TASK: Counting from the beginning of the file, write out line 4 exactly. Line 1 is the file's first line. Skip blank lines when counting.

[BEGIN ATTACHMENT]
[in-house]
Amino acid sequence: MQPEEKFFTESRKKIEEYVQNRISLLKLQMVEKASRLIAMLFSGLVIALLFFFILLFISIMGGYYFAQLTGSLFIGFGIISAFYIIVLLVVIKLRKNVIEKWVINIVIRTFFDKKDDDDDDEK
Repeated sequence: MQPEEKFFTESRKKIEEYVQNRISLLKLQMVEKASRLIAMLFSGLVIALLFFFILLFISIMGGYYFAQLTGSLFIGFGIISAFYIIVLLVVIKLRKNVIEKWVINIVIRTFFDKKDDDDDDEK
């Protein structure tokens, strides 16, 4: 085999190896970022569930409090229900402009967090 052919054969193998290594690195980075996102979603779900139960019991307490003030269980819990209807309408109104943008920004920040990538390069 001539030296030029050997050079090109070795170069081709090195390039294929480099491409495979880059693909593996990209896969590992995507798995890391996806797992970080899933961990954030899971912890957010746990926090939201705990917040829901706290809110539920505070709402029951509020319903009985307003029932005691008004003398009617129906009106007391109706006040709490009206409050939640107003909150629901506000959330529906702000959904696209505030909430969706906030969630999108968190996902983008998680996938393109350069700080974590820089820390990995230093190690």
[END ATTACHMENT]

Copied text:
């Protein structure tokens, strides 16, 4: 085999190896970022569930409090229900402009967090 052919054969193998290594690195980075996102979603779900139960019991307490003030269980819990209807309408109104943008920004920040990538390069 001539030296030029050997050079090109070795170069081709090195390039294929480099491409495979880059693909593996990209896969590992995507798995890391996806797992970080899933961990954030899971912890957010746990926090939201705990917040829901706290809110539920505070709402029951509020319903009985307003029932005691008004003398009617129906009106007391109706006040709490009206409050939640107003909150629901506000959330529906702000959904696209505030909430969706906030969630999108968190996902983008998680996938393109350069700080974590820089820390990995230093190690």